Hospitality trends 2017
Observations from the annual Washington, DC Hospitality Sector Roundtable
We surveyed hospitality sector leaders in the Washington, DC metro area on 28 June 2017 and invited these individuals to a roundtable to discuss the survey results and industry trends.
Our survey and discussions focused on the economy, transactions, capital markets, brands, technology, millennials and the industry’s focus on trends affecting the broader US hotel market.
The US economy experienced gross domestic product (GDP) growth of 2.6% (advanced estimate) for the second quarter of 2017, an increase from 1.2% growth achieved in the first quarter of 2017, and an increase from 2016 growth of 1.6%. The Federal Open Market Committee estimates a median GDP growth of 2.2% and 2.1% for 2017 and 2018, respectively.
Based on the survey responses, the outlook was relatively aligned with the aforementioned forecasts, with 62% and 52% of respondents anticipating growth between 2.0% and 2.5% for the second half of 2017 and 2018, respectively.
Survey respondents were relatively split evenly across their investment strategies over the next 12 months, with 29% stating they plan to buy, 24% stating they plan to sell, 24% plan to develop and 24% plan to hold. Moreover, over the next 12 months, survey respondents anticipate international capital to remain the most active purchaser in the hotel sector (45%) followed by private equity (25%) and REITs (25%).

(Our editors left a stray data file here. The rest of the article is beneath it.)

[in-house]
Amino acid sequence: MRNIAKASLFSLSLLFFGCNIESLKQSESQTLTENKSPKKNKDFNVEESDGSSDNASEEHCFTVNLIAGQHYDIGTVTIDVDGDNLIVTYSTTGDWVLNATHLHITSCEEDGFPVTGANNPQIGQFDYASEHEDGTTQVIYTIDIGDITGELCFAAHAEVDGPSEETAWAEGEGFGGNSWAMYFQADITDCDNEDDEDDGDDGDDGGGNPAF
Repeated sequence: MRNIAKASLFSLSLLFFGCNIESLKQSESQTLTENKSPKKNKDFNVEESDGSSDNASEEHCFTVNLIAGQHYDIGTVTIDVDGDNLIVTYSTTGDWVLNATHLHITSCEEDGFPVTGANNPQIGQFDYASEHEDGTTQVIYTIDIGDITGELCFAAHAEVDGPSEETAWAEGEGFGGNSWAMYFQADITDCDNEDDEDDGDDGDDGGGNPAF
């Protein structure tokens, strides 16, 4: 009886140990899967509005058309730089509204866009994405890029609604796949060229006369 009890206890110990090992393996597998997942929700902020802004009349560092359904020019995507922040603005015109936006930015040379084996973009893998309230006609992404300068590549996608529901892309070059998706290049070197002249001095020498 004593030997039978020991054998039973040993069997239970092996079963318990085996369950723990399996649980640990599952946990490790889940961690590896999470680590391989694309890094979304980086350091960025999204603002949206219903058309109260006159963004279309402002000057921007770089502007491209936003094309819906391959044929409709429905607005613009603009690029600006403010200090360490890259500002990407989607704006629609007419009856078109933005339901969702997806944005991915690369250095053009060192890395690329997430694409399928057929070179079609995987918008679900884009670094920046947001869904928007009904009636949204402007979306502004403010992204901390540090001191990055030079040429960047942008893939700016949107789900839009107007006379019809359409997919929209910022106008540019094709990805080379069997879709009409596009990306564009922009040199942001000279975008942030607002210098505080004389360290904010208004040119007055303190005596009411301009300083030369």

The view on the current availability of debt financing remains relatively unchanged from last year, with 38% of survey respondents viewing the availability of debt financing to be about the same as last year and 33% viewing the availability of debt being greater than 12 months ago.
The primary customer focus in the hospitality industry is the millennial and Gen X generations, as discussed during the roundtable. According to research performed by The Center for Generational Kinetics, a consulting firm focusing on issues of millennial consumers, millennials are anticipated to outpace baby boomers in hotel spending by 2017, with expectations that millennials will dominate the purchases in the travel industry by 2020.
As brands compete for revenue from this generation of travelers, it is important to consider development details that millennials value: customized experiences, digital convenience and attention to design.
In terms of US market focus over the next 12 months, survey respondents indicated that secondary markets (68%) were most attractive, followed by primary markets (26%) and tertiary markets (5%). No survey respondents selected destination resorts as an attractive market for development.
Market participants express that although the hospitality industry is a macroindustry, each market is unique, increasing the importance of proper due-diligence and feasibility when exploring opportunities.